There are bocaditos (appetizers) to begin with: excellent fried squid tossed in a sticky habanero glaze, and very good bean and cheese empanadas. The tostones rellenos – crisp, dark-hued cups made from fried green plantain slices – cost $6 for three and could easily go for triple that at a posher spot. They're stuffed with peppery, slow-cooked beef and golden raisins, topped with jalapeno rounds, and cooling crema sauce.
The grilled shrimp were dry and overcooked when I tried them (for what it's worth, most of the shrimp I've eaten in Cuba were dry and overcooked; at least La Cubana's are authentic). The appetizer mussels came nicely timed, and beached in a very good lime and coconut broth.
Those mussels are terrific with La Cubana's thin-cut, skin-on French fries, but better still with the conch frituras – properly doughy deep-fried fritters that might as well have been invented for dunking.
Sandwiches are a strength. There are grilled medianoches (made with soft, white milk bread, the sandwiches are so named for their popularity as a midnight snack food) that come filled with the trinity of molasses-rubbed pork, smoked ham and gruyere cheese.
The grilled fish sandwich I had sitting at the lunch counter one day was also a standout. The Georgian Bay whitefish fillet had been just barely seared so that it was aggressively moist; there was fresh pineapple on top of it, plus red, lime-soured cabbage and mayo spiked with chipotle peppers and red onion, all inside a glossy, soft white bun. (That sandwich and a custom-brewed La Cubana lager: noon-hour nirvana.)
Consistency has been an issue for the kitchen, though. A few weeks after trying that terrific fish sandwich, I ordered the $15 grilled fish platter one night, only to find that same whitefish cooked nearly beyond recognition. I took one sorry bite and left the remainder on my plate. Similarly, the roast chicken was perfect when I tried it a few weeks ago but horribly overcooked another evening.
There are plenty of other terrific dishes as compensation. The pork shoulder, rubbed down with molasses and slowly roasted, is a thing of sweet, jiggly, porcine beauty, and those Coca-Cola-braised short ribs show off the power of long, slow cooking: the meat pulls away into tender, immensely flavourful forkfuls. The dish, served with very good rice and black beans, red cabbage coleslaw and fried plantains, is a steal at $15.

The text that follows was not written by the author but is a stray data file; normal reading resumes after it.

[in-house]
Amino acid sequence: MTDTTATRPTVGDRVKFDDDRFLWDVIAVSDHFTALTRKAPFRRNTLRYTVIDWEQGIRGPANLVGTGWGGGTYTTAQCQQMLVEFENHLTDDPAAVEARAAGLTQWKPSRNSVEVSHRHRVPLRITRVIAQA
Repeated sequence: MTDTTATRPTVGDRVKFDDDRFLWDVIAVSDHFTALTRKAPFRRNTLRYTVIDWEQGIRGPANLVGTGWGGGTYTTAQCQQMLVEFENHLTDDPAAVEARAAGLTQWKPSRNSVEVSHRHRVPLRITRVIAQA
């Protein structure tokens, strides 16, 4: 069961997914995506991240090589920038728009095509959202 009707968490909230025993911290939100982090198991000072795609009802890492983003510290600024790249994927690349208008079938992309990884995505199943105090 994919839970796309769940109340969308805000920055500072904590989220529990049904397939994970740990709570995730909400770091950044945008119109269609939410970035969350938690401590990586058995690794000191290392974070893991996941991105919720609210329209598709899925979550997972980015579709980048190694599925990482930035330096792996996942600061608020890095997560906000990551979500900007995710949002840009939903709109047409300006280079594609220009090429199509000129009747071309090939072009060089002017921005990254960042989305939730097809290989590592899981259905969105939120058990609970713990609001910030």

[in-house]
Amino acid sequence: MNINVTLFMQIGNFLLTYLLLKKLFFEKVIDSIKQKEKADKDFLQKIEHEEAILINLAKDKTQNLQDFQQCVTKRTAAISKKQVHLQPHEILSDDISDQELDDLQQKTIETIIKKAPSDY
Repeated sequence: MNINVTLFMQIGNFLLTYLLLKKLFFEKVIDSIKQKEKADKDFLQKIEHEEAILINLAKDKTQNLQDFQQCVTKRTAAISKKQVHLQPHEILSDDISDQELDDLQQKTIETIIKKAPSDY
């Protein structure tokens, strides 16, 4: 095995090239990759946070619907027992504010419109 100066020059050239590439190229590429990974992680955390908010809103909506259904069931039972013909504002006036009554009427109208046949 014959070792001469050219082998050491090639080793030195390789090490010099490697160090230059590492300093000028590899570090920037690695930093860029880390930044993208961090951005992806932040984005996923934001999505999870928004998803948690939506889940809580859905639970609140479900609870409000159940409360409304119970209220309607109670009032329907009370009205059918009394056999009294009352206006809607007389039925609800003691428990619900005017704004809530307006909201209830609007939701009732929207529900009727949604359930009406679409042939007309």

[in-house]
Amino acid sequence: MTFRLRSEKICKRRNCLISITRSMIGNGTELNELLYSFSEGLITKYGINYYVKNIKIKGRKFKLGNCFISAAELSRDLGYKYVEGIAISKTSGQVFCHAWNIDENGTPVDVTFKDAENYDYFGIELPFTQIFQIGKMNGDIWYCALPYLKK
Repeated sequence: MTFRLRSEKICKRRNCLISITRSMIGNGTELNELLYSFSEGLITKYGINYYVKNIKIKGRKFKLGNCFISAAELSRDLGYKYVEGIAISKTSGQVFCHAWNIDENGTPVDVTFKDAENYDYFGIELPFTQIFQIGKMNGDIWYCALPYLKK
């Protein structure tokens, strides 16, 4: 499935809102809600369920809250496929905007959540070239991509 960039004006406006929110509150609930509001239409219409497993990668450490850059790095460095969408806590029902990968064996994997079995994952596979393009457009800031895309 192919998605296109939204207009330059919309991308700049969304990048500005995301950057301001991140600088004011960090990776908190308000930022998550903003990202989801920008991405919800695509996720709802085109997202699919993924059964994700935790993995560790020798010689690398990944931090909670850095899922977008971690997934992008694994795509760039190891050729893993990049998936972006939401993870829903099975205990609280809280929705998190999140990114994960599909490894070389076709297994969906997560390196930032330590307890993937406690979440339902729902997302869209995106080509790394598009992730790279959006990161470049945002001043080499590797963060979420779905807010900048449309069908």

The kids' menu was extremely popular with my five-year-old. He loved the grilled cheese sandwich, liked the traditional Cuban hamburger topped with matchstick potatoes, turned his nose up at the plantain chips (I very nearly disowned him; they're fantastic), and went berserk for the made-to-order mini doughnuts – which, it's probably important to say here, grownups can order too.
You might prefer the pineapple upside-down cake – good, though I resented the caramel sauce it came sodden with; properly caramelized pineapple would do the trick far better. There is also key lime pie in a jar and not-bad natillas (traditionally, loose, egg-based flans; here, they're much like crème brulée).
Overall, it's an excellent spot, particularly when you remember how cheap the place is, and that its point is to be a cheery, welcoming neighbourhood diner.
Ms. Mozo's father Emilio came in about a month ago, she recalled. "I could see that it really meant a lot to him, it brought back memories," she told me. "In a way that's what I was trying to do."